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I’m heading out of town for some mid-winter sunshine (I hope) and the blogging will be light, if at all, this week. Meanwhile, ponder some of this stuff coming out of Washington DC. The House GOP has some truly devastating cuts for environmental protection planned. Idaho Congressman Mike Simpson chairs the subcommittee that will inflict the damage.

Newt Gingrich wants to get rid of the EPA entirely. The House GOP budget proposal does it for him. — NRDC here and here.

The budget cuts funds for grants to state and local entities for clean drinking water and sewer construction projects. — NRDC

The proposed budget would be devastating for species protection efforts. — NRDC (Including wolves)

BLM’s effort to manage wild lands? That’s not happening either. — Idaho Statesman (See also Idaho Reporter on the state legislature’s nullification fetish extending to the BLM.)


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In yet another attempt to update regulations for planning on National Forests, today, the U.S. Forest Service released a draft planning rule for public comment. The current regulations for forest planning date back to 1982. Attempts at revision have been delayed, scuttled, or struck down by courts. The new rule would apply nationally to some 155 National Forests, including our own Idaho Panhandle National Forest.

According to the Forest Service press release, “The proposed planning rule provides a collaborative and science-based framework for creating land management plans that would support ecological sustainability and contribute to rural job opportunities. The proposed rule includes new provisions to guide forest and watershed restoration and resilience, habitat protection, sustainable recreation, and management for multiple uses of the National Forest System, including timber.”

The new rule will be subject to a comment period scheduled to end May 16. A public meeting on the rule has been tentatively scheduled for Coeur d’Alene in March.



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We are in the process of developing our detailed comments to Team McEuen regarding the proposals for McEuen Park. Over the next few days, we’ll roll out some of our thoughts and concerns relating to the proposal here on the blog. Today: the ball fields and the boat launch.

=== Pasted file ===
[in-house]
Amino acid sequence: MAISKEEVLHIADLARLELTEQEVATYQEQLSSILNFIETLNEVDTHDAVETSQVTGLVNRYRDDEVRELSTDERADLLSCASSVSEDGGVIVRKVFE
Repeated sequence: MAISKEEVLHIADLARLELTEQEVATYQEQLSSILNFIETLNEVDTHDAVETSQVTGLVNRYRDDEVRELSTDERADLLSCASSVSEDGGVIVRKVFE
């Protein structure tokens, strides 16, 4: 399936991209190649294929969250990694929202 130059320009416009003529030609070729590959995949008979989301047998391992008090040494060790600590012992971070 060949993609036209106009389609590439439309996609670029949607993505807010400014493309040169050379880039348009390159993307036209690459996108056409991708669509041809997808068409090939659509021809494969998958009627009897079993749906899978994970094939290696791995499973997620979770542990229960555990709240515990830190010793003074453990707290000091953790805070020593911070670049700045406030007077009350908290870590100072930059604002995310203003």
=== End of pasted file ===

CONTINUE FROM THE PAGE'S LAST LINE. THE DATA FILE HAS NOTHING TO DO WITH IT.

Other than parking, the loss of the boat launch and the ball fields are the largest changes in use at the new proposal for McEuen Park. For these amenities, Team McEuen’s mission statement to provide the “greatest number of uses for the greatest number of people, of all ages and abilities, throughout all seasons” is perhaps somewhat in tension with the City’s constraint to “ensure the replacement of any displaced facilities with equal or better facilities.”

While not taking specific positions on the specific proposals for these specific amenities, we believe, generally, that the mission statement needs to be served with clear and convincing evidence, and the constraint needs to be met with concrete plans without a significant gap in service. Only then will Team McEuen’s charge be met.

With respect to the boat launch in particular, KEA has always been at the very forefront of the challenge to acquire more public access to the state’s waterways, particularly Coeur d’Alene Lake.  It is a huge lake with extremely limited access for the general public. This is particularly true for boats, but also for fishing, swimming, and just playing by the shoreline. It is for this reason that any elimination of access, of any use, needs to be accompanied by substantial new opportunities for that use. Merely trading a boating use for a more general-purpose public and aesthetic access at 3rd street is not, in itself, a sufficient trade. That said, the addition of a boat launch at the NIC campus is an intriguing potential solution which deserves consideration. And, clearly, the removal of the parking set aside for the boat-launching use is a huge improvement.